Author: Gikas Hardouvelis
Publication: BANK OF GREECE, Economic Research Department – Special Studies Division, Special Conference Paper, February 2011
Two and a half years have passed since the beginning of the financial crisis in July 2007 but the economic crisis it caused is still with us. Regulators counteracted the crisis with drastic monetary and fiscal expansion and are currently designing a stricter and more stable future financial system that would ensure less wild economic fluctuations and, hopefully, no repetition of the adverse events we are living through today. Over the next decade, as economic and political power shifts to the developing world, global growth will slow down due to higher real interest rates, public and private deleveraging and a natural decline in global imbalances. The SEE region imported the crisis at the end of 2008 through a sudden shrinkage of capital inflows and a concomitant collapse of export markets, which caused significant output losses and immense pressure in local asset and currency markets. The region was found to be overheating with rising current account deficits, inflation and huge credit growth, partly financed by foreign inflows. Yet, the SEE financial system proved stable and well capitalized and domestic regulators acted swiftly to avert a total collapse of output. While the recession is coming to an end, it is difficult to see a rapid future expansion without a simultaneous departure from the old demand-driven model of growth. There is a crying need in SEE for a more balanced growth model and an emphasis on improving the domestic savings rate, shifting demand from consumption to investment, focusing more on export markets and fostering domestic competitiveness and total factor productivity via the rule of law, the quality of institutions, domestic infrastructure, as well as the matching of human capital development and job training with the modern needs of an increasingly globalized world economy. The current crisis can be turned into an opportunity for change.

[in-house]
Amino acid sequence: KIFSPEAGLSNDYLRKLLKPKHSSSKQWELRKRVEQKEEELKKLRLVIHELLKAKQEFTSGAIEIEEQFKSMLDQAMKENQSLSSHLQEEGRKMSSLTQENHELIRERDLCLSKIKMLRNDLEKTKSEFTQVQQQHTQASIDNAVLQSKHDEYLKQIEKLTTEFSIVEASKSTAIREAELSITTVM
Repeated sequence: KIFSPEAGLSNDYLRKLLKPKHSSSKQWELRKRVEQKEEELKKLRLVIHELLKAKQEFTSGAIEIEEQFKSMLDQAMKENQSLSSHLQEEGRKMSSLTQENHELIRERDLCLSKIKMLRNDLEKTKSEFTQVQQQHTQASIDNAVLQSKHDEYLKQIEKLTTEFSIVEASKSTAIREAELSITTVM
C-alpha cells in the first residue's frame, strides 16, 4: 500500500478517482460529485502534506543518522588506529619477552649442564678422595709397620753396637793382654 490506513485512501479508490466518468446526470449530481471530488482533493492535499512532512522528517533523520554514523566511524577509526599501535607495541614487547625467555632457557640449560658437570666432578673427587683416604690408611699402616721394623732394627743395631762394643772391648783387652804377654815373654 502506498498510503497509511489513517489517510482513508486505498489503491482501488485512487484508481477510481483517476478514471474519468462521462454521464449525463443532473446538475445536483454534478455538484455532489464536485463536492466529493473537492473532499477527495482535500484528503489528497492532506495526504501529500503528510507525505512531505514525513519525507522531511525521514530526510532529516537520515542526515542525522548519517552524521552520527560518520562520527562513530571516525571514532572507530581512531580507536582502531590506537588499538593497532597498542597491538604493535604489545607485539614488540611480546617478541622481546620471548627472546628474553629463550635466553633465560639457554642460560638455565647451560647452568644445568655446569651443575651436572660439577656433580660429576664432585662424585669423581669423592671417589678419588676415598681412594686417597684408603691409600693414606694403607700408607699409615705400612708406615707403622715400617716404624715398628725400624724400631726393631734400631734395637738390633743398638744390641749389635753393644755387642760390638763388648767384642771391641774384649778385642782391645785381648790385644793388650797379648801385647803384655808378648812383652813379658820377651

JEL classification: G01, O52, F3
Keywords: SEE, economies, financial and economics crisis, financial system